Honolulu DP Shoots with State-of-the-Art Sony F65

Sony was looking to develop new cameras for the production industry, so DPs gave the renowned manufacturer a wish list. The list consisted of:

• Higher resolution than any previous digital motion picture camera.
• Even greater exposure latitude, dynamic range and wider color gamut than Sony’s previous best.
• File-based SR Codec recording for fast, efficient episodic TV production workflow.
• A 16-bit linear RAW to support the most demanding feature films.

The result is the just released Sony F65 digital motion picture camera with a base price of $65,000, and when totally tricked out, about $85,000.

Ruben Carrillo shoots with the Sony F65.

Ruben Carrillo, executive producer and director of photography at Honolulu’s 4 Miles LLC, is the first filmmaker in Hawaii to try out the state-of-the-art camera. 4 Miles is a producing entity focused on perpetuating the culture and practices of the first peoples of Hawaii through original media content.

Carrillo has fine-tuned his skills as a director of photography, winning numerous awards for his work, including the audience award for Best Short Film at the Hawaii International Film Festival for the documentary Mana I Ka Leo. His photography has been seen in magazines around the world and Carrillo even has an image at the Smithsonian for his work with the Merrie Monarch Festival.

But for his latest project, which was to consist of shooting aerials of lava flows on the Big Island, Carrillo wanted to try out something different.

So he contacted Band Pro Burbank, which Carrillo has been working with for 17 years, and its sales manager Nir Reches. The company sells high-end digital cinema equipment to the production industry. Reches helped arrange for Carrillo to get a loaner Sony F65 camera for seven days, as well as a set of six Leica first ever cinema lenses valued at $140,000.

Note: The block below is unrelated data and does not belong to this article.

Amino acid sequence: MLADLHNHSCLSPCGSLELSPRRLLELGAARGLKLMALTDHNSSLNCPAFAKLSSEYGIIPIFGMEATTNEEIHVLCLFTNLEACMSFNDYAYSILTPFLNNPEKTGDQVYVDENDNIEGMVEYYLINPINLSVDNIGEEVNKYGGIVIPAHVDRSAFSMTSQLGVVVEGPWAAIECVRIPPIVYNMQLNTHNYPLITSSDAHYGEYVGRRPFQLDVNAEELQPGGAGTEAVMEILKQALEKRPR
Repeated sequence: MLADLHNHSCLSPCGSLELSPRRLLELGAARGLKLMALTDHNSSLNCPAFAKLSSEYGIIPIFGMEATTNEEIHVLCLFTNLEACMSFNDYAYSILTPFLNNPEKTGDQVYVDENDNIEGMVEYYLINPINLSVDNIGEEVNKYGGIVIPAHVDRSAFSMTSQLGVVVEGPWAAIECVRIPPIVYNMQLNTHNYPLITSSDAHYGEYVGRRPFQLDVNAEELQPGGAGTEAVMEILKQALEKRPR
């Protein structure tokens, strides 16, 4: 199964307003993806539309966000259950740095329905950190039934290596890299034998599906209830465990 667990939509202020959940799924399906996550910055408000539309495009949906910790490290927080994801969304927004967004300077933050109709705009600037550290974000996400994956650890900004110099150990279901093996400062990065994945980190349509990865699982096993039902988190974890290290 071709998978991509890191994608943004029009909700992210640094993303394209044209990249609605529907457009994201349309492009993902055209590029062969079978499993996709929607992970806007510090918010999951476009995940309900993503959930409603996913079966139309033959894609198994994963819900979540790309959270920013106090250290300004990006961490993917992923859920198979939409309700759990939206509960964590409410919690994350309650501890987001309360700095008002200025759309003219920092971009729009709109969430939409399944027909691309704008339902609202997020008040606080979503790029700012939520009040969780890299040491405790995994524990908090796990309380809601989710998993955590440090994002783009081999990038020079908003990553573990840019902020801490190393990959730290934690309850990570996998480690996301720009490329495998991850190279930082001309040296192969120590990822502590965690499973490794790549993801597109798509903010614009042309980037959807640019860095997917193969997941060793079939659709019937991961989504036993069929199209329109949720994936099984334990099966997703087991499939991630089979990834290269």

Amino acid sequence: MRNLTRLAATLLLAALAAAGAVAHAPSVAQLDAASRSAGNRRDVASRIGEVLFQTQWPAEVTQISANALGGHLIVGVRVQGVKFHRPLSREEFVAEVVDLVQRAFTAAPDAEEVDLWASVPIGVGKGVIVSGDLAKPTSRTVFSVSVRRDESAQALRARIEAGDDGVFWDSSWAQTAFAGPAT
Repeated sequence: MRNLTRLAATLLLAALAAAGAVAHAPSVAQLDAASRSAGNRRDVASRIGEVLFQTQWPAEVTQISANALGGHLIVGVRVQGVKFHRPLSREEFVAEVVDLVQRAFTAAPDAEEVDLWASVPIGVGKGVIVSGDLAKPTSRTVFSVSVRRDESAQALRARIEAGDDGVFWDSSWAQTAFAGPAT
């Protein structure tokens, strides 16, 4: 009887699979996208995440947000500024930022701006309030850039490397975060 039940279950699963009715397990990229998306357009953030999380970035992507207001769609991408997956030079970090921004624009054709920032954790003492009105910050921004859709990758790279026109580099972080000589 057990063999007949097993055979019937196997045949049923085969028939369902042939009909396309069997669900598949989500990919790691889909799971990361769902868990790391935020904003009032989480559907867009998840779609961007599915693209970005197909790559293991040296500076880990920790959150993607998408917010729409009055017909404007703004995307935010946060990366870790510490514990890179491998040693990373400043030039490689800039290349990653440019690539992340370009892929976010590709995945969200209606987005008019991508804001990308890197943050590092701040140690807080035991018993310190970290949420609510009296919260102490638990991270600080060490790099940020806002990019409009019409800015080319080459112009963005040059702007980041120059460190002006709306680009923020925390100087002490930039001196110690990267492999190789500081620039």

That’s about when Carrillo expanded his project to three islands: Oahu, Kauai, and the Big Island.

Band Pro also sent digital imaging technician Randy Wedick to assist Carrillo. The deal meant that Carrillo’s footage would be used by Band Pro “to represent the Sony F65” at NAB this year. In addition to aerials, the shoot also included a lot of cultural footage: a Hilo hula halau dancing on a cliff, helicopter footage on every island, Waikiki at night filmed from the ocean, and bodysurfing at Sandy Beach.

Carrillo was impressed with the results of his first footage of Waikiki at night.“

The dynamic range was amazing,” he said. “It maintained detail in the shadows and still handled the highlights beautifully.”

The Sony F65 was developed for several reasons, according to Wedick.“

The idea was to make a picture that blows HD away,” he said. “HD is not even in the same ballpark against this camera. It was also developed as direct competition to the highly regarded Red Epic camera. The goal also was to create the effect of a 65mm camera in a small body. The F65 is a 4K camera but the sensor on this 4K is four times the size of HD.”

The sensor, Wedick said, is “far in advance of any camera out there.”

“The amount of detail it holds and dynamic range has a beautiful color palette and is very advanced in terms of its realism,” he said. “It’s able to capture more colors than you can get on 35mm film.”

Ideal use of the Sony F65 is for feature films and nature cinematography where clarity of the image is paramount, said Wedick.

At 12 pounds, the camera is light enough to be handheld because it has a magnesium body instead of heavy steel. Fully equipped, the F65 weighs about 17 pounds.

The F65 exceeds the resolution of any previous digital motion picture camera, the result of the Sony Super 35 image sensor. The company’s goal has always been to match the photographic quality of 35mm film. Now Sony is setting its sights much higher: to surpass the limits of human vision, Wedick said.

Sony began shipping its F65 in January with roughly 400 pre-orders worldwide. Nearly 100 have already shipped in the U.S., including to rental houses Otto Nemenz, Clairmont Camera and Abel Cine.

“It’s really incredible,” said a smiling Carrillo. “The picture quality is truly beyond believable.”

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